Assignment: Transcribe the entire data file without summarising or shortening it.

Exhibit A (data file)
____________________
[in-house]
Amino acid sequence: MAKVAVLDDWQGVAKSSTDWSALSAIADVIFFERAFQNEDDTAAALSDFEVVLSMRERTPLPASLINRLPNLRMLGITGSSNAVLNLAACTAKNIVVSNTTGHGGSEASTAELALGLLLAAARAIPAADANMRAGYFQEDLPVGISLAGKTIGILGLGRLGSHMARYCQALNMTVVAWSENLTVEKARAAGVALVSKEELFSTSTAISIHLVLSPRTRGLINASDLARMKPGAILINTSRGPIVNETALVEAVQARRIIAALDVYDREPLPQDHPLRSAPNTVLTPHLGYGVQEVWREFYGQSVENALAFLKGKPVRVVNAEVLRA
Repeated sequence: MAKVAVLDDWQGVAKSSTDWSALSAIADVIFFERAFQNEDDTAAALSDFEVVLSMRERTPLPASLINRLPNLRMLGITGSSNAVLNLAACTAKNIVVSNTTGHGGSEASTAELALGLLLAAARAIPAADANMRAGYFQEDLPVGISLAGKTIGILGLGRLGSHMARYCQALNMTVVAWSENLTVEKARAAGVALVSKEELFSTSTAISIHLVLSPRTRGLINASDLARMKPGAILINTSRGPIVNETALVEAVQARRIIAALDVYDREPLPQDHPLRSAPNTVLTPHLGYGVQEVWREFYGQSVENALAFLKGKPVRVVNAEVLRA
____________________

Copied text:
[in-house]
Amino acid sequence: MAKVAVLDDWQGVAKSSTDWSALSAIADVIFFERAFQNEDDTAAALSDFEVVLSMRERTPLPASLINRLPNLRMLGITGSSNAVLNLAACTAKNIVVSNTTGHGGSEASTAELALGLLLAAARAIPAADANMRAGYFQEDLPVGISLAGKTIGILGLGRLGSHMARYCQALNMTVVAWSENLTVEKARAAGVALVSKEELFSTSTAISIHLVLSPRTRGLINASDLARMKPGAILINTSRGPIVNETALVEAVQARRIIAALDVYDREPLPQDHPLRSAPNTVLTPHLGYGVQEVWREFYGQSVENALAFLKGKPVRVVNAEVLRA
Repeated sequence: MAKVAVLDDWQGVAKSSTDWSALSAIADVIFFERAFQNEDDTAAALSDFEVVLSMRERTPLPASLINRLPNLRMLGITGSSNAVLNLAACTAKNIVVSNTTGHGGSEASTAELALGLLLAAARAIPAADANMRAGYFQEDLPVGISLAGKTIGILGLGRLGSHMARYCQALNMTVVAWSENLTVEKARAAGVALVSKEELFSTSTAISIHLVLSPRTRGLINASDLARMKPGAILINTSRGPIVNETALVEAVQARRIIAALDVYDREPLPQDHPLRSAPNTVLTPHLGYGVQEVWREFYGQSVENALAFLKGKPVRVVNAEVLRA